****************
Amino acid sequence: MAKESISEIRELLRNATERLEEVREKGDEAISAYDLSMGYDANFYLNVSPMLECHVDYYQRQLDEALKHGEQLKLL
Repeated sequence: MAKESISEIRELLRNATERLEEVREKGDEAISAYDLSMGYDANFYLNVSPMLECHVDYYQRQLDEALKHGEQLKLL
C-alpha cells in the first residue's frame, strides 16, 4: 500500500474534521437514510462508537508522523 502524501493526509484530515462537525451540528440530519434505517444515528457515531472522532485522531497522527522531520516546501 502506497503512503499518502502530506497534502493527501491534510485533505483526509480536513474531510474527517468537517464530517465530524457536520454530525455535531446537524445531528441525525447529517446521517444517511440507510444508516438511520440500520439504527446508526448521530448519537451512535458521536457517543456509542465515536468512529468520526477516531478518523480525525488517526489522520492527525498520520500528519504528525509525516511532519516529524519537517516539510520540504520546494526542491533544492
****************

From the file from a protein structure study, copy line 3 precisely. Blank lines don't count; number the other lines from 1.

C-alpha cells in the first residue's frame, strides 16, 4: 500500500474534521437514510462508537508522523 502524501493526509484530515462537525451540528440530519434505517444515528457515531472522532485522531497522527522531520516546501 502506497503512503499518502502530506497534502493527501491534510485533505483526509480536513474531510474527517468537517464530517465530524457536520454530525455535531446537524445531528441525525447529517446521517444517511440507510444508516438511520440500520439504527446508526448521530448519537451512535458521536457517543456509542465515536468512529468520526477516531478518523480525525488517526489522520492527525498520520500528519504528525509525516511532519516529524519537517516539510520540504520546494526542491533544492